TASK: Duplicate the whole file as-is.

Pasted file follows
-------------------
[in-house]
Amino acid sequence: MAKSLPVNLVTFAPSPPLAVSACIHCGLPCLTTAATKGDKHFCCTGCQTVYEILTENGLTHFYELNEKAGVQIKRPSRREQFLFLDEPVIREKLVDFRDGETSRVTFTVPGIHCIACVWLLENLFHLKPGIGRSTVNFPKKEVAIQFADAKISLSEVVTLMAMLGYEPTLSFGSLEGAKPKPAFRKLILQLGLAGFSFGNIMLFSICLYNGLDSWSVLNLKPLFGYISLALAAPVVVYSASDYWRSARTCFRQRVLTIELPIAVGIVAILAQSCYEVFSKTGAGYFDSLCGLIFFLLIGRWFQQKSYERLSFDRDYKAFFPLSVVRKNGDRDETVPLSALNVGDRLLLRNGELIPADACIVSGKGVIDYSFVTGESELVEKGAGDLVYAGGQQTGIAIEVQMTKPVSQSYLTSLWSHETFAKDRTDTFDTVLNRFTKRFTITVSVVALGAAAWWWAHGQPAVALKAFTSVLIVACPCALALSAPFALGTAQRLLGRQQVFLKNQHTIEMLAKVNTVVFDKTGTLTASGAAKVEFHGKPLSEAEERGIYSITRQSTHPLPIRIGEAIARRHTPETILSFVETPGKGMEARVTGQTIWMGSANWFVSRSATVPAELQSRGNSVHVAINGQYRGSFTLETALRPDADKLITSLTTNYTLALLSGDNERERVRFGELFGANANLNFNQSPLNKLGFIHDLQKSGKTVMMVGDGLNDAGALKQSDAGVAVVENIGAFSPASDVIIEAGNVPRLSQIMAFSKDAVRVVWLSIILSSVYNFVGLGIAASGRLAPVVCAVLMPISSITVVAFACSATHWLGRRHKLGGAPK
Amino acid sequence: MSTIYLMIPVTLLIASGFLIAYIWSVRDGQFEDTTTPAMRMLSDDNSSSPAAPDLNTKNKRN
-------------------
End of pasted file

[in-house]
Amino acid sequence: MAKSLPVNLVTFAPSPPLAVSACIHCGLPCLTTAATKGDKHFCCTGCQTVYEILTENGLTHFYELNEKAGVQIKRPSRREQFLFLDEPVIREKLVDFRDGETSRVTFTVPGIHCIACVWLLENLFHLKPGIGRSTVNFPKKEVAIQFADAKISLSEVVTLMAMLGYEPTLSFGSLEGAKPKPAFRKLILQLGLAGFSFGNIMLFSICLYNGLDSWSVLNLKPLFGYISLALAAPVVVYSASDYWRSARTCFRQRVLTIELPIAVGIVAILAQSCYEVFSKTGAGYFDSLCGLIFFLLIGRWFQQKSYERLSFDRDYKAFFPLSVVRKNGDRDETVPLSALNVGDRLLLRNGELIPADACIVSGKGVIDYSFVTGESELVEKGAGDLVYAGGQQTGIAIEVQMTKPVSQSYLTSLWSHETFAKDRTDTFDTVLNRFTKRFTITVSVVALGAAAWWWAHGQPAVALKAFTSVLIVACPCALALSAPFALGTAQRLLGRQQVFLKNQHTIEMLAKVNTVVFDKTGTLTASGAAKVEFHGKPLSEAEERGIYSITRQSTHPLPIRIGEAIARRHTPETILSFVETPGKGMEARVTGQTIWMGSANWFVSRSATVPAELQSRGNSVHVAINGQYRGSFTLETALRPDADKLITSLTTNYTLALLSGDNERERVRFGELFGANANLNFNQSPLNKLGFIHDLQKSGKTVMMVGDGLNDAGALKQSDAGVAVVENIGAFSPASDVIIEAGNVPRLSQIMAFSKDAVRVVWLSIILSSVYNFVGLGIAASGRLAPVVCAVLMPISSITVVAFACSATHWLGRRHKLGGAPK
Amino acid sequence: MSTIYLMIPVTLLIASGFLIAYIWSVRDGQFEDTTTPAMRMLSDDNSSSPAAPDLNTKNKRN